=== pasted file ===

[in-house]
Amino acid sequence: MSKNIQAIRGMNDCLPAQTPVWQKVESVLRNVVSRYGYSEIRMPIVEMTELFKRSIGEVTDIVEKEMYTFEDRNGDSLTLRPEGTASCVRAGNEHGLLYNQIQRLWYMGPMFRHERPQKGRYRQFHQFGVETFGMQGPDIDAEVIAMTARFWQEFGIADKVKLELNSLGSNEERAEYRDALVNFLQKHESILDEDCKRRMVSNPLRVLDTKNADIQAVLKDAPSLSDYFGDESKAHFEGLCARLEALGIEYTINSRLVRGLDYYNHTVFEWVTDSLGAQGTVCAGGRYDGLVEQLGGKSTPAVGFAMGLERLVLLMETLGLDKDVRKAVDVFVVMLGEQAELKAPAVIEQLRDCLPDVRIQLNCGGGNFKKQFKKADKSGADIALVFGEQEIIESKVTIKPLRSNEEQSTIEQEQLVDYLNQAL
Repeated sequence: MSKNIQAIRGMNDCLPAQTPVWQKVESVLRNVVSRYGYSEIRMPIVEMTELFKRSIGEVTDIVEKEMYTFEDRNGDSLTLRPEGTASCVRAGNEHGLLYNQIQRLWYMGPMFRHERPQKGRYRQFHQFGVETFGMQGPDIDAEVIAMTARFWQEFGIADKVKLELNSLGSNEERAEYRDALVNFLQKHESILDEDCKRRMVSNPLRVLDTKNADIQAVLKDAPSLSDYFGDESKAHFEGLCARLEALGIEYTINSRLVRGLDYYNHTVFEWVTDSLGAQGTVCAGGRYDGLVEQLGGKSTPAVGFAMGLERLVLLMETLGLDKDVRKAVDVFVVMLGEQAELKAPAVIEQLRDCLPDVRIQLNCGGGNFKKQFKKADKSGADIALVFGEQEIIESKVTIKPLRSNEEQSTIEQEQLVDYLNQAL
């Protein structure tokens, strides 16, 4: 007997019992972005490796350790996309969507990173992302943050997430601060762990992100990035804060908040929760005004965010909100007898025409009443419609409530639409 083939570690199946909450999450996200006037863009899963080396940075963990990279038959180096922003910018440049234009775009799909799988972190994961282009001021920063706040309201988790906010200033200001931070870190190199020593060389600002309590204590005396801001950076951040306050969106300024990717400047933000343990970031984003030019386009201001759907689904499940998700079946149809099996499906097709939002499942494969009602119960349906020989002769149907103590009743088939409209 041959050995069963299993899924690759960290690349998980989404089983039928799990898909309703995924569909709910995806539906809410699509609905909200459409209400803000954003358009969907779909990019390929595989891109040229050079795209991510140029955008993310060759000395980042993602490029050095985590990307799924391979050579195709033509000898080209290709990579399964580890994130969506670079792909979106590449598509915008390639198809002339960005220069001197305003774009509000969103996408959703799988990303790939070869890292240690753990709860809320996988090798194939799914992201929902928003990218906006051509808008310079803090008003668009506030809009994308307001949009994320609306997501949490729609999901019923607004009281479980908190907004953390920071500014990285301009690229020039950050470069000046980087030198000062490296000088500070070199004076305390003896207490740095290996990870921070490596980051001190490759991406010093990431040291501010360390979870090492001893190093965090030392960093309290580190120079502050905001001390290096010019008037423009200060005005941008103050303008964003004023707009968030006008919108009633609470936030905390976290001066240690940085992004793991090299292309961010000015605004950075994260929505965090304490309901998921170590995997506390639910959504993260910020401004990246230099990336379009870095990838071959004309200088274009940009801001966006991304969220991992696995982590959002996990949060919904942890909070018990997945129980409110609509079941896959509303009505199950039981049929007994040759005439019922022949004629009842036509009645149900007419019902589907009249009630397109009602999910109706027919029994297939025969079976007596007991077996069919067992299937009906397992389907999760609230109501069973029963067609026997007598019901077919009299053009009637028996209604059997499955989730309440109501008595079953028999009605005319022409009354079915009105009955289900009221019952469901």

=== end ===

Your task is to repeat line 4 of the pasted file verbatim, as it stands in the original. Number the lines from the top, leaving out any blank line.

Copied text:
């Protein structure tokens, strides 16, 4: 007997019992972005490796350790996309969507990173992302943050997430601060762990992100990035804060908040929760005004965010909100007898025409009443419609409530639409 083939570690199946909450999450996200006037863009899963080396940075963990990279038959180096922003910018440049234009775009799909799988972190994961282009001021920063706040309201988790906010200033200001931070870190190199020593060389600002309590204590005396801001950076951040306050969106300024990717400047933000343990970031984003030019386009201001759907689904499940998700079946149809099996499906097709939002499942494969009602119960349906020989002769149907103590009743088939409209 041959050995069963299993899924690759960290690349998980989404089983039928799990898909309703995924569909709910995806539906809410699509609905909200459409209400803000954003358009969907779909990019390929595989891109040229050079795209991510140029955008993310060759000395980042993602490029050095985590990307799924391979050579195709033509000898080209290709990579399964580890994130969506670079792909979106590449598509915008390639198809002339960005220069001197305003774009509000969103996408959703799988990303790939070869890292240690753990709860809320996988090798194939799914992201929902928003990218906006051509808008310079803090008003668009506030809009994308307001949009994320609306997501949490729609999901019923607004009281479980908190907004953390920071500014990285301009690229020039950050470069000046980087030198000062490296000088500070070199004076305390003896207490740095290996990870921070490596980051001190490759991406010093990431040291501010360390979870090492001893190093965090030392960093309290580190120079502050905001001390290096010019008037423009200060005005941008103050303008964003004023707009968030006008919108009633609470936030905390976290001066240690940085992004793991090299292309961010000015605004950075994260929505965090304490309901998921170590995997506390639910959504993260910020401004990246230099990336379009870095990838071959004309200088274009940009801001966006991304969220991992696995982590959002996990949060919904942890909070018990997945129980409110609509079941896959509303009505199950039981049929007994040759005439019922022949004629009842036509009645149900007419019902589907009249009630397109009602999910109706027919029994297939025969079976007596007991077996069919067992299937009906397992389907999760609230109501069973029963067609026997007598019901077919009299053009009637028996209604059997499955989730309440109501008595079953028999009605005319022409009354079915009105009955289900009221019952469901």